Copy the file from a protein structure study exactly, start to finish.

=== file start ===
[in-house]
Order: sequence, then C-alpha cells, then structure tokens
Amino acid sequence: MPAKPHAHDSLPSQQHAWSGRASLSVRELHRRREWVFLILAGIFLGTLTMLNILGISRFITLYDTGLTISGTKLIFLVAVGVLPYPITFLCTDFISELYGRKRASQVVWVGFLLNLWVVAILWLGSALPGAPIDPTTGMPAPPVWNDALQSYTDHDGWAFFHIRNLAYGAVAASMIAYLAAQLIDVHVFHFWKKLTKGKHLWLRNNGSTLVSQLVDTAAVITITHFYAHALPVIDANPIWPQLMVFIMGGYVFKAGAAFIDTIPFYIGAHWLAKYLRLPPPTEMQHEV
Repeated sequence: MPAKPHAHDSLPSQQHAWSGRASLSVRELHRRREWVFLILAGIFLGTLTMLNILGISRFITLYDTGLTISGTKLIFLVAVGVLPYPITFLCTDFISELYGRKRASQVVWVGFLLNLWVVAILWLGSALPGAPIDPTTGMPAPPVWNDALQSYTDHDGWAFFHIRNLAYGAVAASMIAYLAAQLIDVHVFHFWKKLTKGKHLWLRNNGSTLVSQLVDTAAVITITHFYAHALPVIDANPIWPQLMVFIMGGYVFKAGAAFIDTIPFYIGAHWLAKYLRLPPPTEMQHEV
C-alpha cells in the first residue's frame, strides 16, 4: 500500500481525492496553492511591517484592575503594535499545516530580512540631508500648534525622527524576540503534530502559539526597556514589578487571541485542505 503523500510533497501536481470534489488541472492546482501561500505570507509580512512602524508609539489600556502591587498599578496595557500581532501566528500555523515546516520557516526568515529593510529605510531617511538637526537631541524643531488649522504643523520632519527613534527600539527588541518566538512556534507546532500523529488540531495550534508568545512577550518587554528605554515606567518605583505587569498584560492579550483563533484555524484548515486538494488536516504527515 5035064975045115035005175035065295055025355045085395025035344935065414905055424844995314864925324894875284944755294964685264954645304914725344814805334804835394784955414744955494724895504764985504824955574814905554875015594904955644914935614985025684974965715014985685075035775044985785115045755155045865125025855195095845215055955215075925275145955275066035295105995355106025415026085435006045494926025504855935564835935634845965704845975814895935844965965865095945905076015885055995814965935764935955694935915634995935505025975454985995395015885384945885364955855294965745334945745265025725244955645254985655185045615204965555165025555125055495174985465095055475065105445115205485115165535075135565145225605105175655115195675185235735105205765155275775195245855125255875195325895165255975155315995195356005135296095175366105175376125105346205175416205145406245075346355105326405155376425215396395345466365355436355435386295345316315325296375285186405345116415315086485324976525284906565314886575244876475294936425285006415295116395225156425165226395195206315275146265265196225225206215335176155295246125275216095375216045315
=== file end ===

[in-house]
Order: sequence, then C-alpha cells, then structure tokens
Amino acid sequence: MPAKPHAHDSLPSQQHAWSGRASLSVRELHRRREWVFLILAGIFLGTLTMLNILGISRFITLYDTGLTISGTKLIFLVAVGVLPYPITFLCTDFISELYGRKRASQVVWVGFLLNLWVVAILWLGSALPGAPIDPTTGMPAPPVWNDALQSYTDHDGWAFFHIRNLAYGAVAASMIAYLAAQLIDVHVFHFWKKLTKGKHLWLRNNGSTLVSQLVDTAAVITITHFYAHALPVIDANPIWPQLMVFIMGGYVFKAGAAFIDTIPFYIGAHWLAKYLRLPPPTEMQHEV
Repeated sequence: MPAKPHAHDSLPSQQHAWSGRASLSVRELHRRREWVFLILAGIFLGTLTMLNILGISRFITLYDTGLTISGTKLIFLVAVGVLPYPITFLCTDFISELYGRKRASQVVWVGFLLNLWVVAILWLGSALPGAPIDPTTGMPAPPVWNDALQSYTDHDGWAFFHIRNLAYGAVAASMIAYLAAQLIDVHVFHFWKKLTKGKHLWLRNNGSTLVSQLVDTAAVITITHFYAHALPVIDANPIWPQLMVFIMGGYVFKAGAAFIDTIPFYIGAHWLAKYLRLPPPTEMQHEV
C-alpha cells in the first residue's frame, strides 16, 4: 500500500481525492496553492511591517484592575503594535499545516530580512540631508500648534525622527524576540503534530502559539526597556514589578487571541485542505 503523500510533497501536481470534489488541472492546482501561500505570507509580512512602524508609539489600556502591587498599578496595557500581532501566528500555523515546516520557516526568515529593510529605510531617511538637526537631541524643531488649522504643523520632519527613534527600539527588541518566538512556534507546532500523529488540531495550534508568545512577550518587554528605554515606567518605583505587569498584560492579550483563533484555524484548515486538494488536516504527515 5035064975045115035005175035065295055025355045085395025035344935065414905055424844995314864925324894875284944755294964685264954645304914725344814805334804835394784955414744955494724895504764985504824955574814905554875015594904955644914935614985025684974965715014985685075035775044985785115045755155045865125025855195095845215055955215075925275145955275066035295105995355106025415026085435006045494926025504855935564835935634845965704845975814895935844965965865095945905076015885055995814965935764935955694935915634995935505025975454985995395015885384945885364955855294965745334945745265025725244955645254985655185045615204965555165025555125055495174985465095055475065105445115205485115165535075135565145225605105175655115195675185235735105205765155275775195245855125255875195325895165255975155315995195356005135296095175366105175376125105346205175416205145406245075346355105326405155376425215396395345466365355436355435386295345316315325296375285186405345116415315086485324976525284906565314886575244876475294936425285006415295116395225156425165226395195206315275146265265196225225206215335176155295246125275216095375216045315